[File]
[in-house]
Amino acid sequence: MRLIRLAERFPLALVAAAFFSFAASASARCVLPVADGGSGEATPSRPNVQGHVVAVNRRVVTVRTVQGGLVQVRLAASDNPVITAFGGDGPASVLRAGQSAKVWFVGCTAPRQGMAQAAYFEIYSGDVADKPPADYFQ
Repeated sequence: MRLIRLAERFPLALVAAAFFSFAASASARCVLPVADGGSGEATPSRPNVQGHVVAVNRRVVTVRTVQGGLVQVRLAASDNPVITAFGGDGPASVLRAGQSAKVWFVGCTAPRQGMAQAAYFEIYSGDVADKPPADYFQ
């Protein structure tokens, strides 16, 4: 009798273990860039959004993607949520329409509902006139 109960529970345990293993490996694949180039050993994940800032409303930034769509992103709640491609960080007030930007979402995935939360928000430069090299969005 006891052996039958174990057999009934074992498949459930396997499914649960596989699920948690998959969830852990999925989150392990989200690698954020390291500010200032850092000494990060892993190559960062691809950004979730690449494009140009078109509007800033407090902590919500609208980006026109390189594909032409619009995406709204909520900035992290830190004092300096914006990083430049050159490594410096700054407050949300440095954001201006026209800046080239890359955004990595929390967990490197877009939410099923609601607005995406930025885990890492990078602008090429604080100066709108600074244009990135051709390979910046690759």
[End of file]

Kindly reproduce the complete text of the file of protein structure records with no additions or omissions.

[in-house]
Amino acid sequence: MRLIRLAERFPLALVAAAFFSFAASASARCVLPVADGGSGEATPSRPNVQGHVVAVNRRVVTVRTVQGGLVQVRLAASDNPVITAFGGDGPASVLRAGQSAKVWFVGCTAPRQGMAQAAYFEIYSGDVADKPPADYFQ
Repeated sequence: MRLIRLAERFPLALVAAAFFSFAASASARCVLPVADGGSGEATPSRPNVQGHVVAVNRRVVTVRTVQGGLVQVRLAASDNPVITAFGGDGPASVLRAGQSAKVWFVGCTAPRQGMAQAAYFEIYSGDVADKPPADYFQ
């Protein structure tokens, strides 16, 4: 009798273990860039959004993607949520329409509902006139 109960529970345990293993490996694949180039050993994940800032409303930034769509992103709640491609960080007030930007979402995935939360928000430069090299969005 006891052996039958174990057999009934074992498949459930396997499914649960596989699920948690998959969830852990999925989150392990989200690698954020390291500010200032850092000494990060892993190559960062691809950004979730690449494009140009078109509007800033407090902590919500609208980006026109390189594909032409619009995406709204909520900035992290830190004092300096914006990083430049050159490594410096700054407050949300440095954001201006026209800046080239890359955004990595929390967990490197877009939410099923609601607005995406930025885990890492990078602008090429604080100066709108600074244009990135051709390979910046690759």